In deciding Jackson's discrimination claims, the district court applied the three-stage analysis for disparate treatment claims set forth in Texas Department of Community Affairs v. Burdine, 450 U.S. 248, 101 S.Ct. 1089, 67 L.Ed.2d 207 (1981) and McDonnell Douglas Corp. v. Green, 411 U.S. 792, 93 S.Ct. 1817, 36 L.Ed.2d 668 (1973). MOPAC contends that the district court erred in finding that it discriminatorily denied Jackson a promotion to the permanent car foreman position in the North Little Rock terminal. In support of this contention, MOPAC makes four specific allegations of error. First, MOPAC disputes the finding that Jackson qualified for promotion in April of 1977. MOPAC asserts and Jackson concedes that three months' experience as a relief car foreman constituted the minimum qualification for promotion to permanent car foreman. The record demonstrates that Jackson began to perform relief car foreman work in April of 1977, continued working "off and on" in this capacity throughout 1977, and almost exclusively worked in this capacity throughout 1978 and 1979. We agree that the district court erred in concluding Jackson qualified for promotion as of April 1977. However, because the record shows that Jackson would have satisfied the three-month experience requirement in early 1978 and the district court only compensated Jackson's claim from June 1, 1979, when he clearly qualified for promotion, we believe this finding constitutes harmless error.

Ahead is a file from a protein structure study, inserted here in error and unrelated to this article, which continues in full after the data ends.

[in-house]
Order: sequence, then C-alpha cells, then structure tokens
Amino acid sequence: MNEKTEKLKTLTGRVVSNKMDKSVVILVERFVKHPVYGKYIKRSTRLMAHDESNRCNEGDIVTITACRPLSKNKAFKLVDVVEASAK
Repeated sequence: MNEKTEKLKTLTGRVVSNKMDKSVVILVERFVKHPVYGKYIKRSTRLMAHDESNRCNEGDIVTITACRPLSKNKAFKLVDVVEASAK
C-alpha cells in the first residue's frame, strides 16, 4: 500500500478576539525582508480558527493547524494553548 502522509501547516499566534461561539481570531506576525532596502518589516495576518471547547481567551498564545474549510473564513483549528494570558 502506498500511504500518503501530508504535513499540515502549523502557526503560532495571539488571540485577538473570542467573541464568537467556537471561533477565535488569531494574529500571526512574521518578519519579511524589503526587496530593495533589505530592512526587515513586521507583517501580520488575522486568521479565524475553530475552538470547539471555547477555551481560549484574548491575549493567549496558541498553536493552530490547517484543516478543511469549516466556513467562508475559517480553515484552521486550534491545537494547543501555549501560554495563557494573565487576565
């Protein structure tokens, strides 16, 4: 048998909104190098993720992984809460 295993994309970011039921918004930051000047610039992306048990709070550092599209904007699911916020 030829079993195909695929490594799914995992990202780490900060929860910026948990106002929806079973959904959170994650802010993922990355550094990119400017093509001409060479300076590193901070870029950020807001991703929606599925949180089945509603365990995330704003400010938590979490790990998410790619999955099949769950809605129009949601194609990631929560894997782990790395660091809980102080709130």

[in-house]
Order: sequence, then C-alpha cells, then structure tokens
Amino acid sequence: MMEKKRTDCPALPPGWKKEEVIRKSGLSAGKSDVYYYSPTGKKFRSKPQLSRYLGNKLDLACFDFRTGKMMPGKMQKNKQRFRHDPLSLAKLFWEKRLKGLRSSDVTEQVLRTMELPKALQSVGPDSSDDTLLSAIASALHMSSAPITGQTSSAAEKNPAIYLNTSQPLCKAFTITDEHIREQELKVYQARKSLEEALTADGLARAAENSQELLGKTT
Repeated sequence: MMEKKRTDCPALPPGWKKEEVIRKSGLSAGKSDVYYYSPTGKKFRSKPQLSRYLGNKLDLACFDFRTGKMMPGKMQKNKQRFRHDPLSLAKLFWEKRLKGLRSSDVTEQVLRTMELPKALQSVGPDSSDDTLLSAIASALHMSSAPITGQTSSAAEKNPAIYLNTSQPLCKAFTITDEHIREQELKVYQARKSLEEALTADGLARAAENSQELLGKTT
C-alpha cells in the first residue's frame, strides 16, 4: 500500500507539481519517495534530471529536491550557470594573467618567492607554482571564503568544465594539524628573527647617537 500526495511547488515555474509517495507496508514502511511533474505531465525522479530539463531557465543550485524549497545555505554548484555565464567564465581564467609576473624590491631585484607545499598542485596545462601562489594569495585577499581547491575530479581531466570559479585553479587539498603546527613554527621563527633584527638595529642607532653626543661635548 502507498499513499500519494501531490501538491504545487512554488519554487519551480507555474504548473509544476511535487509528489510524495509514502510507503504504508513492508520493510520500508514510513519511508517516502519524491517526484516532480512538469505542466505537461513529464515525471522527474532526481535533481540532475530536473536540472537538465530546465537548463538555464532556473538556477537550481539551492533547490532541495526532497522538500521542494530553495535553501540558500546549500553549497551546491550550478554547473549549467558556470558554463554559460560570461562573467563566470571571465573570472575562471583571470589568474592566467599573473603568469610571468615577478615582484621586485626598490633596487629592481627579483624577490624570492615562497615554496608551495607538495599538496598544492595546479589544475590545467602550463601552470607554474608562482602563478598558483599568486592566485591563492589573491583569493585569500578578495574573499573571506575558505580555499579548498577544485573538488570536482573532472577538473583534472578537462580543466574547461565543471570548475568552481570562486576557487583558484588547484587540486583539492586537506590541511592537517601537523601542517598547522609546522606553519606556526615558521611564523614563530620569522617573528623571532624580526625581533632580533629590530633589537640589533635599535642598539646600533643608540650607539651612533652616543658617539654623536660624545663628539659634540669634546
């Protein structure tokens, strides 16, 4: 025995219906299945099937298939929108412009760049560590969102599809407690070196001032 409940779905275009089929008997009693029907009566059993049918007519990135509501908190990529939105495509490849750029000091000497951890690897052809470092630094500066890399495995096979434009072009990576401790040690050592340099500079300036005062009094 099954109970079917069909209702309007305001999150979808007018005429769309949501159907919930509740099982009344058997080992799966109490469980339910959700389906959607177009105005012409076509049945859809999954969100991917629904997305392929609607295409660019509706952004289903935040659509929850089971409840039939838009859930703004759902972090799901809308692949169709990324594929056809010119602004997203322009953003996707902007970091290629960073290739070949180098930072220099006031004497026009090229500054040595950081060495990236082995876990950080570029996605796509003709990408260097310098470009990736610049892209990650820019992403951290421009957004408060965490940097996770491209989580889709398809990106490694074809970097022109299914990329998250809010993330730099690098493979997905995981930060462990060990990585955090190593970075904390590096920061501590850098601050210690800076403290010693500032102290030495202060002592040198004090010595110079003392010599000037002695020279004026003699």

15

MOPAC also argues that the district court erroneously concluded that MOPAC pursued a "persistent practice" of filling permanent car foreman vacancies in the North Little Rock terminal with white employees. MOPAC notes that during the relevant time period, it promoted two black employees to permanent car foreman positions. From April of 1978 through February of 1982, MOPAC promoted a total of six other white and two black employees to the permanent car foreman position in the North Little Rock terminal. As such, MOPAC promoted whites seventy-five percent of the time. In sum, after reviewing the record, we cannot say the district court erred in concluding that Jackson made a prima facie case of discrimination as to his promotion and in finding that MOPAC's articulated reasons were ineffective to rebut the prima facie case.